A little Darkling/Alina snippet for the holidays :)
“Why waste my anger on you when the fault is mine? I should have anticipated another betrayal from you, one more mad grasp at some kind of childish ideal. But I seem to be a victim of my own wishes where you are concerned.” His expression…
WHHHHHYYYYYYY DO YOU POST THINGS LIKE THAT ABOUT KILLING CHARACTERS????? I'M TIRED OF WRITERS KILLING CHARACTERS FOR SHOCK VALUE. JUST STOP IT!!!! WRITERS SAY THEY DON'T "OWE" US BUT WE BUY YOUR BOOKS AND LOVE YOUR CHARACTERS. IF YOU RUIN THE END OF YOUR SERIES, YOU'RE GOING TO HAVE A LOT OF ANGRY PEOPLE TO DEAL WITH STARTING WITH ME. SORRY IF THIS SOUNDS MEAN BUT JUST STOP!!!
I’m assuming this is in response to the author q&a I posted the other day—though I’m not sure what I said to put you in FULL CAPS LOCK MODE. Then again, I’ve been getting messages like this quite a bit lately. I don’t usually respond to them, because it doesn’t seem like there’s much point, but oh why not, imma try.
1. I’m grateful for every reader, and as a reader myself, I know what it is to invest in a character, a ship, a world. You have every right to love or hate a story on your own terms and to be vocal about it.
2. Authors have the right to take their stories wherever they see fit.
3. The final book in a series is always tough and there is no conclusion that will make everyone happy.
4. Even if there were, trust me when I say this: You don’t want authors spending their time trying to make everyone happy. That’s how you get boring books. Scared artists make bad art.
5. I’m going to have you to deal with? Really? Tell ya what…
The ending you hate may be the ending someone else loves.
The ending you hate may be the only one that lets the author sleep at night.
And more importantly, the idea of threatening or bullying anyone into to giving you what you want—online or offline—is gross.
“There are some themes, some subjects, too large for adult fiction; they can only be dealt with adequately in a children’s book.
The reason for that is that in adult literary fiction, stories are there on sufferance. Other things are felt to be more important: technique, style, literary knowingness. Adult writers who deal in straightforward stories find themselves sidelined into a genre such as crime or science fiction, where no one expects literary craftsmanship.
But stories are vital. Stories never fail us because, as Isaac Bashevis Singer says, “events never grow stale.” There’s more wisdom in a story than in volumes of philosophy. And by a story I mean not only Little Red Riding Hood and Cinderella and Jack and the Beanstalk but also the great novels of the nineteenth century, Jane Eyre, Middlemarch, Bleak House and many others: novels where the story is at the center of the writer’s attention, where the plot actually matters. The present-day would-be George Eliots take up their stories as if with a pair of tongs. They’re embarrassed by them. If they could write novels without stories in them, they would. Sometimes they do.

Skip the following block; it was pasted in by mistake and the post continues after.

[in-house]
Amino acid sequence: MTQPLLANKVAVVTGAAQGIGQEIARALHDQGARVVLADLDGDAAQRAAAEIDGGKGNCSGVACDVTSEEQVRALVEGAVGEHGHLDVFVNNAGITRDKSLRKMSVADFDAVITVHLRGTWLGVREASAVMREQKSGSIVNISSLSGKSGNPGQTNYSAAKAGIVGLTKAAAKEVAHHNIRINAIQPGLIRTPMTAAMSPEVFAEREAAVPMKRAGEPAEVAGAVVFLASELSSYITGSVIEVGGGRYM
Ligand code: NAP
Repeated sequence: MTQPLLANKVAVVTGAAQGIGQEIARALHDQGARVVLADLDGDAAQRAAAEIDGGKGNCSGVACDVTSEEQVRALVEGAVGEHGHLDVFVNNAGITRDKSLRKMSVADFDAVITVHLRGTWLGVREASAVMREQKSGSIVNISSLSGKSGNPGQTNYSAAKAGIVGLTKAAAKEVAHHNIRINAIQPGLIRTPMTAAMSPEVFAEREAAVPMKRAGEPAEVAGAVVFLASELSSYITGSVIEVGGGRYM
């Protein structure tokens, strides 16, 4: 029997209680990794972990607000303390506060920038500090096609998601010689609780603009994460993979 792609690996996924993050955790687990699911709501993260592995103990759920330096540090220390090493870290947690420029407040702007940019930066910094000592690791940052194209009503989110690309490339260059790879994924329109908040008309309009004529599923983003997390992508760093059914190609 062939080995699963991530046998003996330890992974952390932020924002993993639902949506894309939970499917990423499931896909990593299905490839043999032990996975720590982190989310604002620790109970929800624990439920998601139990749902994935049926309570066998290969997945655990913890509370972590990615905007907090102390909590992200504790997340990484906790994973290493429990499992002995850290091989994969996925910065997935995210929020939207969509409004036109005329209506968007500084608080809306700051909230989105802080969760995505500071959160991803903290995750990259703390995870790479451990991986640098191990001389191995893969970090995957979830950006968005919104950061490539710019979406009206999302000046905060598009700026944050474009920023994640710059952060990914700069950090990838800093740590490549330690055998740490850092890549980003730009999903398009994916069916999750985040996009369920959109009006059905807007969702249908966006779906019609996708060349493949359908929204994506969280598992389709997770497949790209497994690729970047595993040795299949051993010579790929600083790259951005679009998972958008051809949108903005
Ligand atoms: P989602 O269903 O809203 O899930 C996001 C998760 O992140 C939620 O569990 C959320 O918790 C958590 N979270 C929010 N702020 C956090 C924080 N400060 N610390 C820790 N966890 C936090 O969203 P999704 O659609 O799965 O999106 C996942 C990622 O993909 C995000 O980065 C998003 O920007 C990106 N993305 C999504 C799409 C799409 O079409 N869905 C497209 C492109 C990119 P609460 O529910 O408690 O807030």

But what characterizes the best of children’s authors is that they’re not embarrassed to tell stories. They know how important stories are, and they know, too, that if you start telling a story you’ve got to carry on till you get to the end. And you can’t provide two ends, either, and invite the reader to choose between them. Or as in a highly praised recent adult novel I’m about to stop reading, three different beginnings. In a book for children you can’t put the plot on hold while you cut artistic capers for the amusement of your sophisticated readers, because, thank God, your readers are not sophisticated. They’ve got more important things in mind than your dazzling skill with wordplay. They want to know what happens next.”—
TW: Swearing, and use of the word “bitch.” Not my favorite word, but unfortunately has to be used in this context because I’m quoting what others have said. Also TW for a ton of sexism, again, in narratives I’m quoting/describing.
"Hey, just thought I’d say that I love your books (I’ve only read…
Do you read Percy Jackson??? If you don't, then I recommend it for you, so you could draw more pics!!! :)
I did indeed read Percy Jackson! (Sorry for horrendously late answer, I totally missed this question.)
Unfortunately I read it like 4-5years ago so the details are epicly hazy. I did see the movies and I remember major points but without rereading the books, I’m afraid I can’t do much art.
HOWEVER I love love LOVE Greek mythology and have ideas already involving those, so I can definitely throw in some Percy Jackson into one. Also, if you, anon (or anyone really from any book), have a specific scene in mind, please let me know!
When we read Handmaid’s Tale in Lit class last year, it was a huge deal to me. Not only cause it was risky and banned but mostly because FINALLY we read a book in lit by a woman about a woman and her struggles, something so close to the heart of females and so relatable.
All the guys hated it. WELCOME TO OUR WORLD WHEN WE READ MALE COMING OF AGE STORIES ALL THE TIME.